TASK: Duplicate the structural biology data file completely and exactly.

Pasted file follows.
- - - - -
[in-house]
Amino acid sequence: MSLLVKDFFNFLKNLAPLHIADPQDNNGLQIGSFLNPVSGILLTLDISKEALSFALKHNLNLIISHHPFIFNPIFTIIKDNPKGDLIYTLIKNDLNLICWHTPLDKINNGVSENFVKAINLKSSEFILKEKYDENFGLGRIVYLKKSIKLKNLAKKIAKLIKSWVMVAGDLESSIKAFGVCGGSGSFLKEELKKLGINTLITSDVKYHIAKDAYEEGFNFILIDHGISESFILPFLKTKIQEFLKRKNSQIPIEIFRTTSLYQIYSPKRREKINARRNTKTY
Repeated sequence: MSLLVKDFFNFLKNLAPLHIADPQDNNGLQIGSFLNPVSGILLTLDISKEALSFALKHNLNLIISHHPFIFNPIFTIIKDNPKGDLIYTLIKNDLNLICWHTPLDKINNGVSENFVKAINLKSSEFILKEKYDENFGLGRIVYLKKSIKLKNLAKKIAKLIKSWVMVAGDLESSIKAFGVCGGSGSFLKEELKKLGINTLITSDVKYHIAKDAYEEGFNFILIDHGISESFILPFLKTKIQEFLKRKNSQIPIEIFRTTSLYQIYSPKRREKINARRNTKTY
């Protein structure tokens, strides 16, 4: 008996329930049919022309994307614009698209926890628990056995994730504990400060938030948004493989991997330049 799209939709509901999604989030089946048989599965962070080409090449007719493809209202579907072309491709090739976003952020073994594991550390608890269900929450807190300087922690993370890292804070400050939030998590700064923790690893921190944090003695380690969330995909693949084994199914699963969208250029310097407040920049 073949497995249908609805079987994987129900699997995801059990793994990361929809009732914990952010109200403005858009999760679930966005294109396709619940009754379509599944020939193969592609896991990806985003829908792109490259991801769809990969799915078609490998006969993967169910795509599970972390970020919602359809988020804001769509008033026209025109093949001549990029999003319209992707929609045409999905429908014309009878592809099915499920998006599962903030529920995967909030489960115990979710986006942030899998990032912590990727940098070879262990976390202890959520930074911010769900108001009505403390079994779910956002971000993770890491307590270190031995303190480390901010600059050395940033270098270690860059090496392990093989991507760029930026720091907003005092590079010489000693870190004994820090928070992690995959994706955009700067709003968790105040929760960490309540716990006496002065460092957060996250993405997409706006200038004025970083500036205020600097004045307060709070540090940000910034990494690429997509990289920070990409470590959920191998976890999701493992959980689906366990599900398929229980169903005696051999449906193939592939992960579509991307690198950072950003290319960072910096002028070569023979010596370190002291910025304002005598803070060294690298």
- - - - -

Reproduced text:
[in-house]
Amino acid sequence: MSLLVKDFFNFLKNLAPLHIADPQDNNGLQIGSFLNPVSGILLTLDISKEALSFALKHNLNLIISHHPFIFNPIFTIIKDNPKGDLIYTLIKNDLNLICWHTPLDKINNGVSENFVKAINLKSSEFILKEKYDENFGLGRIVYLKKSIKLKNLAKKIAKLIKSWVMVAGDLESSIKAFGVCGGSGSFLKEELKKLGINTLITSDVKYHIAKDAYEEGFNFILIDHGISESFILPFLKTKIQEFLKRKNSQIPIEIFRTTSLYQIYSPKRREKINARRNTKTY
Repeated sequence: MSLLVKDFFNFLKNLAPLHIADPQDNNGLQIGSFLNPVSGILLTLDISKEALSFALKHNLNLIISHHPFIFNPIFTIIKDNPKGDLIYTLIKNDLNLICWHTPLDKINNGVSENFVKAINLKSSEFILKEKYDENFGLGRIVYLKKSIKLKNLAKKIAKLIKSWVMVAGDLESSIKAFGVCGGSGSFLKEELKKLGINTLITSDVKYHIAKDAYEEGFNFILIDHGISESFILPFLKTKIQEFLKRKNSQIPIEIFRTTSLYQIYSPKRREKINARRNTKTY
């Protein structure tokens, strides 16, 4: 008996329930049919022309994307614009698209926890628990056995994730504990400060938030948004493989991997330049 799209939709509901999604989030089946048989599965962070080409090449007719493809209202579907072309491709090739976003952020073994594991550390608890269900929450807190300087922690993370890292804070400050939030998590700064923790690893921190944090003695380690969330995909693949084994199914699963969208250029310097407040920049 073949497995249908609805079987994987129900699997995801059990793994990361929809009732914990952010109200403005858009999760679930966005294109396709619940009754379509599944020939193969592609896991990806985003829908792109490259991801769809990969799915078609490998006969993967169910795509599970972390970020919602359809988020804001769509008033026209025109093949001549990029999003319209992707929609045409999905429908014309009878592809099915499920998006599962903030529920995967909030489960115990979710986006942030899998990032912590990727940098070879262990976390202890959520930074911010769900108001009505403390079994779910956002971000993770890491307590270190031995303190480390901010600059050395940033270098270690860059090496392990093989991507760029930026720091907003005092590079010489000693870190004994820090928070992690995959994706955009700067709003968790105040929760960490309540716990006496002065460092957060996250993405997409706006200038004025970083500036205020600097004045307060709070540090940000910034990494690429997509990289920070990409470590959920191998976890999701493992959980689906366990599900398929229980169903005696051999449906193939592939992960579509991307690198950072950003290319960072910096002028070569023979010596370190002291910025304002005598803070060294690298």